India likely to face US sanctions over Russian S-400 missile systems deal

Islamabad: The war hysteria of Narendra Modi regime is pushing India towards the US sanctions as it shows stubbornness over S-400 air defence systems deal with Russia, to counter China.

The United States has made it clear that India was unlikely to get a waiver on its planned acquisition of Russian S-400 air defence systems and any such move could make the country face sanctions similar to those imposed on Turkey for buying that equipment, Reuters reported.

According to the news agency, the Trump administration has been telling the Indians to drop the $5.5 billion deal for five missile systems and avoid a diplomatic crisis.

The US said New Delhi did not have a wide waiver from a 2017 US law aimed at deterring countries from buying Russian military hardware.

The policy may remain unchanged even after Biden administration takes charge next week that had rather promised an even tougher US approach towards Russia.

The Indian government viewed that they needed long-range surface-to-air missiles to counter the threat from China as both countries had been locked in a face-off on the disputed Himalayan border since April.

New Delhi has also affirmed its right to choose its defence supplies, potentially setting up an early point of friction with the new US administration.

“India and the U.S. have a comprehensive global strategic partnership. India has a special and privileged strategic partnership with Russia,” Indian foreign ministry spokesman Anurag Srivastava said about the proposed S-400 purchase.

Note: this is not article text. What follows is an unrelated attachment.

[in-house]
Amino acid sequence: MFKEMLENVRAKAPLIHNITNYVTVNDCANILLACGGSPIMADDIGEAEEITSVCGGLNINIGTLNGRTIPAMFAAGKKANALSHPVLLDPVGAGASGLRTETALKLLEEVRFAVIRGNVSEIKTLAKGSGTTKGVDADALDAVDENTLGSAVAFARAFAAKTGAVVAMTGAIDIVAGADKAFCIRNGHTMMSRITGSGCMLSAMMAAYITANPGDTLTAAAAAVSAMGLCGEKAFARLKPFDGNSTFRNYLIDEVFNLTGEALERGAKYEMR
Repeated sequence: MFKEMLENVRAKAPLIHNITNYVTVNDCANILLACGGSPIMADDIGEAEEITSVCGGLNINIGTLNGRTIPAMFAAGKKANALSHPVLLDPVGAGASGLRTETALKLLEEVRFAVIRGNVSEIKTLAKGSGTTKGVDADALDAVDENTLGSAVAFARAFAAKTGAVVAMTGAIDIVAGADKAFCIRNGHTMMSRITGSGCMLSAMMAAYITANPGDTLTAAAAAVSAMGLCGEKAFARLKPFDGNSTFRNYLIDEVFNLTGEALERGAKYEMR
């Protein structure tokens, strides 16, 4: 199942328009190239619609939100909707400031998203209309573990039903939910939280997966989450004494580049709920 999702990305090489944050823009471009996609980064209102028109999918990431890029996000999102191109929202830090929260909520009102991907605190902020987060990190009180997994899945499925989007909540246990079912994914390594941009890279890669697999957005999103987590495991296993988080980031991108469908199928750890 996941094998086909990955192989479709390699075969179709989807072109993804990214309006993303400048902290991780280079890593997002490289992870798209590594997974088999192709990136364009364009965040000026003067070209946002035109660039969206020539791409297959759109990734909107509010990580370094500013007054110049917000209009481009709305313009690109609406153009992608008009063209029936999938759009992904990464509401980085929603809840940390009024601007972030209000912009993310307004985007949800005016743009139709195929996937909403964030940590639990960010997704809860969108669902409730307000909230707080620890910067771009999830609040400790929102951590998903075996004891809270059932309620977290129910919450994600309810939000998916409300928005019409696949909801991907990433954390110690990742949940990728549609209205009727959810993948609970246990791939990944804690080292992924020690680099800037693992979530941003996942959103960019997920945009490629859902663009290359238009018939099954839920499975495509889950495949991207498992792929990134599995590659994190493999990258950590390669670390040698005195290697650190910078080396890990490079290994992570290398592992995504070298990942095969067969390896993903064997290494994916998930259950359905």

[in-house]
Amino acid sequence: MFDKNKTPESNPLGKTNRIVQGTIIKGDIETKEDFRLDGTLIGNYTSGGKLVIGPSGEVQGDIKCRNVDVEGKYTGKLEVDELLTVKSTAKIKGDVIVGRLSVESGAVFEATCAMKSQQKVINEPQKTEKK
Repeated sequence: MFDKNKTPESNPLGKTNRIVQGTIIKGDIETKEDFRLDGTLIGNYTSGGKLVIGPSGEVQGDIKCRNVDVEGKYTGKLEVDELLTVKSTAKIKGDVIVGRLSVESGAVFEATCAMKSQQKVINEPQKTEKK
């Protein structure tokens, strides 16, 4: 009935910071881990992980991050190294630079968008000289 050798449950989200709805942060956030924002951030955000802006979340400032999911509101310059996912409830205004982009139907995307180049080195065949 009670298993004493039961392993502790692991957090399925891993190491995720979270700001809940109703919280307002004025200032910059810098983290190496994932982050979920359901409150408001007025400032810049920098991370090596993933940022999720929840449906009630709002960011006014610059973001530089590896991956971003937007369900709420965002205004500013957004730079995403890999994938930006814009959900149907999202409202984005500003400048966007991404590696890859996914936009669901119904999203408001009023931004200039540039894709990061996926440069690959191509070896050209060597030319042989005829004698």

The spokesperson said India always pursued an independent foreign policy. This also applies to their defence acquisitions and supplies which were guided by their national security interests.

The United States imposed sanctions on Turkey last month for its acquisition of the Russian air defence systems under the Countering America’s Adversaries Through Sanctions Act (CAATSA)

A US embassy spokesperson in Delhi said that the United States was aware of reports of India’s planned purchase of the S-400s.

“We urge all of our allies and partners to forgo transactions with Russia that risk triggering sanctions under the CAATSA. CAATSA does not have any blanket or country-specific waiver provision.”

The embassy spokesperson said the US had not made any waiver determinations with respect to Indian transactions with Russia.

There was no immediate comment from Russian officials. Moscow has previously said that the sanctions imposed on Turkey were illegitimate and showed arrogance toward international law.

India made an initial payment of $800 million in 2019 toward the Russian deal and the first set of missile batteries are expected towards the end of this year.

The US officials believe there was still time for Delhi to reconsider, and that the punitive measures would only kick in if the deal with the Russians was “consummated.”

Washington has told New Delhi that if India acquires the S-400 it would affect how its systems interact with US military equipment that India now has and would jeopardise future arms transfers such as high-end fighter planes and armed drones, according to the people aware of the matter.

“There is a narrow chance India can avoid sanctions, presuming the S-400 purchase is completed. At the moment, it’s a good bet that sanctions will be applied against India,” Richard Rossow, a specialist at the Center for Strategic and International Studies in Washington, said.

But the outcome could depend on how India-U.S. defence cooperation progresses, he said, adding that India had been working with Washington on security in Asia more than ever before and this could be a mitigating factor.